Grace is a 17-year-old from The Democratic Republic of Congo (DRC). You may remember this story that I shared about her a few weeks ago. The only thing harder than being a teenager is being a teenager who looks extraordinarily different. And, boy, did Grace look different.
If you’ve never seen a young woman with a very large facial tumor, the photo I’m about to share may be hard for you to see. But I know it’s important for me to share – because this is the kind of impact healthcare makes. Grace’s tumor is gone and her life will never be the same, she will never have to suffer the way she’s suffered.
((text break for happy dance))
When I started with Mercy Ships, I set a goal for myself: to make every patient I write about relatable. There are some days I feel so foolishly lost in another culture that I wonder if I’m an alien. I think to myself, “Am I an alien?” Sometimes it’s hard to see what connects us all. At least at first glance.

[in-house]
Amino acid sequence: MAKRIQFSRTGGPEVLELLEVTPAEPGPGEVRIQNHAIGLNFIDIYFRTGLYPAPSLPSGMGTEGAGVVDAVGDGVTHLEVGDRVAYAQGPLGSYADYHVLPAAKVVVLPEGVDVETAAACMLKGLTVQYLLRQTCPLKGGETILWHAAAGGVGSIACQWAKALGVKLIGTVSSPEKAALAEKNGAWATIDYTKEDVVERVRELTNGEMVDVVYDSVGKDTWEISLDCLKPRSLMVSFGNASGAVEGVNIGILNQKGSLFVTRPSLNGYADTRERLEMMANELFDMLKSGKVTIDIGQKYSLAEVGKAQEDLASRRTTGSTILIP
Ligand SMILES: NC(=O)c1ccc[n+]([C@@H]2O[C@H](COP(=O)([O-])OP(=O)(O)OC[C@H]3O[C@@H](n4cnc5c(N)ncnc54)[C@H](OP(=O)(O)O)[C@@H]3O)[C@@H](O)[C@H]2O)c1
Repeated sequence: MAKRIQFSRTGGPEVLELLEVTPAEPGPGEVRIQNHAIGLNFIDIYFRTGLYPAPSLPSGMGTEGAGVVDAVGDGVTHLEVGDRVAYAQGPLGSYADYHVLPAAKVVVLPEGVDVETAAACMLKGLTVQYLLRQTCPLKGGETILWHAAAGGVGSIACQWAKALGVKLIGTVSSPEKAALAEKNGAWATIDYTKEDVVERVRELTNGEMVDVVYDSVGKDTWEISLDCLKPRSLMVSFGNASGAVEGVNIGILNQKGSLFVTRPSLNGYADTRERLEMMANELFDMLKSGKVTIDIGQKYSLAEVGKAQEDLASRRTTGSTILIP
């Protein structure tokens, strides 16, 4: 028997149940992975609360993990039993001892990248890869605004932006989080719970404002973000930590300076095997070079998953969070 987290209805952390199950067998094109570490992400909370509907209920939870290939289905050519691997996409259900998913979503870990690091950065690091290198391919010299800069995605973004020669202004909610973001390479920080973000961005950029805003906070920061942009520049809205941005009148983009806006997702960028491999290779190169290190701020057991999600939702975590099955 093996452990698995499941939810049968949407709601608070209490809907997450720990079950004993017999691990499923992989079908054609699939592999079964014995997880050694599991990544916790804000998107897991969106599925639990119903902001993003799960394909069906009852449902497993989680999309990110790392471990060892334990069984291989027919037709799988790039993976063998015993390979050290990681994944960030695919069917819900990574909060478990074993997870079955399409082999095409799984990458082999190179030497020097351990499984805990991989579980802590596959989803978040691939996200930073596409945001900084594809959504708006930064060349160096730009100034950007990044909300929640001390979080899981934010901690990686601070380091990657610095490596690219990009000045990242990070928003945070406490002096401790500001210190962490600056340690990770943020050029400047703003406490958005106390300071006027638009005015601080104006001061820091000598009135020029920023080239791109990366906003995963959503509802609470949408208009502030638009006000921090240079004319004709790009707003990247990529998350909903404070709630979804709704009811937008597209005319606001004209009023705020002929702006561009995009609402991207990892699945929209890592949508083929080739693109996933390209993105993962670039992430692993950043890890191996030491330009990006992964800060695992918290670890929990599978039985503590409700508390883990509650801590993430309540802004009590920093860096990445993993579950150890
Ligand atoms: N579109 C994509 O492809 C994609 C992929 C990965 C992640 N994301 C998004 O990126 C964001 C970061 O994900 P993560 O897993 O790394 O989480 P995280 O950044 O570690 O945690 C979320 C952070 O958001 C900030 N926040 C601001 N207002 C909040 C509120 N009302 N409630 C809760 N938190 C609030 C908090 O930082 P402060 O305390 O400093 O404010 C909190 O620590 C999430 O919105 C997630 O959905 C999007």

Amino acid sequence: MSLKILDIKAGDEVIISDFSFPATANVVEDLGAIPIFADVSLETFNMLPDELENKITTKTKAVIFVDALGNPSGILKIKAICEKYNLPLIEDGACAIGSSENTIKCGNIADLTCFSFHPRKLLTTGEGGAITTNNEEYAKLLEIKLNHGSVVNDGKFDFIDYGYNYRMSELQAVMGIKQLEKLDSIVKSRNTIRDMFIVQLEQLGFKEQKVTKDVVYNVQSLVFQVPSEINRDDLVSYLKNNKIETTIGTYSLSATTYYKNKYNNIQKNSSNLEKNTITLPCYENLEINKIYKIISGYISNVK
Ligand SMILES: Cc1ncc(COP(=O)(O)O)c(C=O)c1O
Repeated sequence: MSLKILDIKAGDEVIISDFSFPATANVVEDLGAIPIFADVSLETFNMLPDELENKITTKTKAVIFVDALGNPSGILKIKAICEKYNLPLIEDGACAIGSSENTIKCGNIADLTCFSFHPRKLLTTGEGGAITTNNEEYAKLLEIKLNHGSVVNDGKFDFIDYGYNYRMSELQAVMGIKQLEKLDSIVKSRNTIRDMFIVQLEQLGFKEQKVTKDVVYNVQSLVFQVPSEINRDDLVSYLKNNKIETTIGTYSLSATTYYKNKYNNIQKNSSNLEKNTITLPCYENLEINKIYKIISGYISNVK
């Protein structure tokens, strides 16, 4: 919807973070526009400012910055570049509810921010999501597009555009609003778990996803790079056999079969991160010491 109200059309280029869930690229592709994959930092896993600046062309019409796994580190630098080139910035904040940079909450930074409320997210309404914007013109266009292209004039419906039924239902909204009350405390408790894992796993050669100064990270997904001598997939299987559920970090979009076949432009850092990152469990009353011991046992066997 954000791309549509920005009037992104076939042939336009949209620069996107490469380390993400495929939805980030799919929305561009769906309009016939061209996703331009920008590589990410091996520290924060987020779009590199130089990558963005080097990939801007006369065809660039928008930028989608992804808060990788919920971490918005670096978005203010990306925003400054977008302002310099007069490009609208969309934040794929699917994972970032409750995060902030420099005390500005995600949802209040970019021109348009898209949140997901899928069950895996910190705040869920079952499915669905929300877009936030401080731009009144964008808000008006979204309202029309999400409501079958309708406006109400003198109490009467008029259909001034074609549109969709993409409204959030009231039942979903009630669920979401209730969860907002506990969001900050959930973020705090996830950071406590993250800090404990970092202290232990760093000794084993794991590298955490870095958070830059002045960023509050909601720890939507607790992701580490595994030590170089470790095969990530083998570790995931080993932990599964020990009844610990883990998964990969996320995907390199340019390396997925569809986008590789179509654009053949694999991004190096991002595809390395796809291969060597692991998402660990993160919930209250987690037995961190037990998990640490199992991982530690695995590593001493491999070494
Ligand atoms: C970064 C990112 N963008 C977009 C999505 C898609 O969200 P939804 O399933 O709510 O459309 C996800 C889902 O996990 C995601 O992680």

But since her surgery, Grace’s real spirit has emerged. And you know what? She’s reminds me of any other 17-year-old I know at home. She cares about her clothes, her hair, and she poses for photographs with her hand on her hip. Maybe Congo feels far away to you, but you still know Grace better than you think.
When I get past the things that make us different – a language, a tumor, an age difference, the one million cultural gaps – people are people. They just are. It’s usually buried in the little stuff, so you’ve got to pay attention. The best days are the ones when I can see the connections, and I smile, thinking, “Grace and I share the same go-to photo pose!” and “Grace and I both laugh and think my French accent is awful!” We struggle to communicate, but my girl Grace, she gets me.
I’m glad that now the world can see how beautiful I’ve always thought she is.
((happy dance, refrain))